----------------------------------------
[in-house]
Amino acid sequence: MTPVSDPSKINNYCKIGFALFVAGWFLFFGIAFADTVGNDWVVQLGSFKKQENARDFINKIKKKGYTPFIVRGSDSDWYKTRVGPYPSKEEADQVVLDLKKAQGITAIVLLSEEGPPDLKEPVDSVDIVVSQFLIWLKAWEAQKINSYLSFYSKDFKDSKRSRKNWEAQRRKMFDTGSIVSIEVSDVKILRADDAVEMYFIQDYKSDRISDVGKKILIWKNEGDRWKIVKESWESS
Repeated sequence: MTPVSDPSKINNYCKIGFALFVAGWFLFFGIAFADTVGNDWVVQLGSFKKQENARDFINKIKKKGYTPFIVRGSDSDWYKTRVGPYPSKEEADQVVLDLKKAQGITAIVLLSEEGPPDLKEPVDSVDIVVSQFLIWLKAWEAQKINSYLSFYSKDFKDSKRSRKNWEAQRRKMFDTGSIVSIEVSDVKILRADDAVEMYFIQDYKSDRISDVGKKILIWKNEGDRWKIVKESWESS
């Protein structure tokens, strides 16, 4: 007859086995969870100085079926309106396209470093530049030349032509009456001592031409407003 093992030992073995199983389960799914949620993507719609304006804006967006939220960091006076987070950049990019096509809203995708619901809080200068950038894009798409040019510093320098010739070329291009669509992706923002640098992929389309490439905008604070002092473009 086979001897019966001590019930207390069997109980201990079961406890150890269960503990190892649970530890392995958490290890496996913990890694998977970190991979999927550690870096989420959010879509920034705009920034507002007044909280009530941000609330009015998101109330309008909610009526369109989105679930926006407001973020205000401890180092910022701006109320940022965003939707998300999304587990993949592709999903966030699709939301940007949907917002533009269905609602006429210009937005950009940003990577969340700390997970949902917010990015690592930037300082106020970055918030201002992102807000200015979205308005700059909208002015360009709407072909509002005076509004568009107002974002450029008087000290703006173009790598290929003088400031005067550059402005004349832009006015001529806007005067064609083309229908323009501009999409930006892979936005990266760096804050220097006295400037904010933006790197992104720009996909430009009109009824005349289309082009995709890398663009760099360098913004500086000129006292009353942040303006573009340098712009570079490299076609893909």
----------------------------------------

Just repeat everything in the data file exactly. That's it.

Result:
[in-house]
Amino acid sequence: MTPVSDPSKINNYCKIGFALFVAGWFLFFGIAFADTVGNDWVVQLGSFKKQENARDFINKIKKKGYTPFIVRGSDSDWYKTRVGPYPSKEEADQVVLDLKKAQGITAIVLLSEEGPPDLKEPVDSVDIVVSQFLIWLKAWEAQKINSYLSFYSKDFKDSKRSRKNWEAQRRKMFDTGSIVSIEVSDVKILRADDAVEMYFIQDYKSDRISDVGKKILIWKNEGDRWKIVKESWESS
Repeated sequence: MTPVSDPSKINNYCKIGFALFVAGWFLFFGIAFADTVGNDWVVQLGSFKKQENARDFINKIKKKGYTPFIVRGSDSDWYKTRVGPYPSKEEADQVVLDLKKAQGITAIVLLSEEGPPDLKEPVDSVDIVVSQFLIWLKAWEAQKINSYLSFYSKDFKDSKRSRKNWEAQRRKMFDTGSIVSIEVSDVKILRADDAVEMYFIQDYKSDRISDVGKKILIWKNEGDRWKIVKESWESS
């Protein structure tokens, strides 16, 4: 007859086995969870100085079926309106396209470093530049030349032509009456001592031409407003 093992030992073995199983389960799914949620993507719609304006804006967006939220960091006076987070950049990019096509809203995708619901809080200068950038894009798409040019510093320098010739070329291009669509992706923002640098992929389309490439905008604070002092473009 086979001897019966001590019930207390069997109980201990079961406890150890269960503990190892649970530890392995958490290890496996913990890694998977970190991979999927550690870096989420959010879509920034705009920034507002007044909280009530941000609330009015998101109330309008909610009526369109989105679930926006407001973020205000401890180092910022701006109320940022965003939707998300999304587990993949592709999903966030699709939301940007949907917002533009269905609602006429210009937005950009940003990577969340700390997970949902917010990015690592930037300082106020970055918030201002992102807000200015979205308005700059909208002015360009709407072909509002005076509004568009107002974002450029008087000290703006173009790598290929003088400031005067550059402005004349832009006015001529806007005067064609083309229908323009501009999409930006892979936005990266760096804050220097006295400037904010933006790197992104720009996909430009009109009824005349289309082009995709890398663009760099360098913004500086000129006292009353942040303006573009340098712009570079490299076609893909």